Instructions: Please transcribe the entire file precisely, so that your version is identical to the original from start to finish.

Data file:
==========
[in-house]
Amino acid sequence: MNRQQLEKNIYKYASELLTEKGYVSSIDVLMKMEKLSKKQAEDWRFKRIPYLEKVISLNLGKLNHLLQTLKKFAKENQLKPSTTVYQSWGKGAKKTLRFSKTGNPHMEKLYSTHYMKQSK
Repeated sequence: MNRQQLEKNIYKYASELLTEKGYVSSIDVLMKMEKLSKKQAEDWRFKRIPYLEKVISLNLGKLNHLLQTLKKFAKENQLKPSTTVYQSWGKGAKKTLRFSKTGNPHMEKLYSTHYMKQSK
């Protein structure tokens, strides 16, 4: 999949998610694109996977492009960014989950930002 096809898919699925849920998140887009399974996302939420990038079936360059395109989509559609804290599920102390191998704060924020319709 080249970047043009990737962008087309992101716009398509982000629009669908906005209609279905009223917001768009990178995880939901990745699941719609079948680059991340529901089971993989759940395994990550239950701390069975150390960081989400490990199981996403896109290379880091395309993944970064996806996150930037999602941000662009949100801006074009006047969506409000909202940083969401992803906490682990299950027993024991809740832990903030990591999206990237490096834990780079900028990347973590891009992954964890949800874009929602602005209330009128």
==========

[in-house]
Amino acid sequence: MNRQQLEKNIYKYASELLTEKGYVSSIDVLMKMEKLSKKQAEDWRFKRIPYLEKVISLNLGKLNHLLQTLKKFAKENQLKPSTTVYQSWGKGAKKTLRFSKTGNPHMEKLYSTHYMKQSK
Repeated sequence: MNRQQLEKNIYKYASELLTEKGYVSSIDVLMKMEKLSKKQAEDWRFKRIPYLEKVISLNLGKLNHLLQTLKKFAKENQLKPSTTVYQSWGKGAKKTLRFSKTGNPHMEKLYSTHYMKQSK
């Protein structure tokens, strides 16, 4: 999949998610694109996977492009960014989950930002 096809898919699925849920998140887009399974996302939420990038079936360059395109989509559609804290599920102390191998704060924020319709 080249970047043009990737962008087309992101716009398509982000629009669908906005209609279905009223917001768009990178995880939901990745699941719609079948680059991340529901089971993989759940395994990550239950701390069975150390960081989400490990199981996403896109290379880091395309993944970064996806996150930037999602941000662009949100801006074009006047969506409000909202940083969401992803906490682990299950027993024991809740832990903030990591999206990237490096834990780079900028990347973590891009992954964890949800874009929602602005209330009128």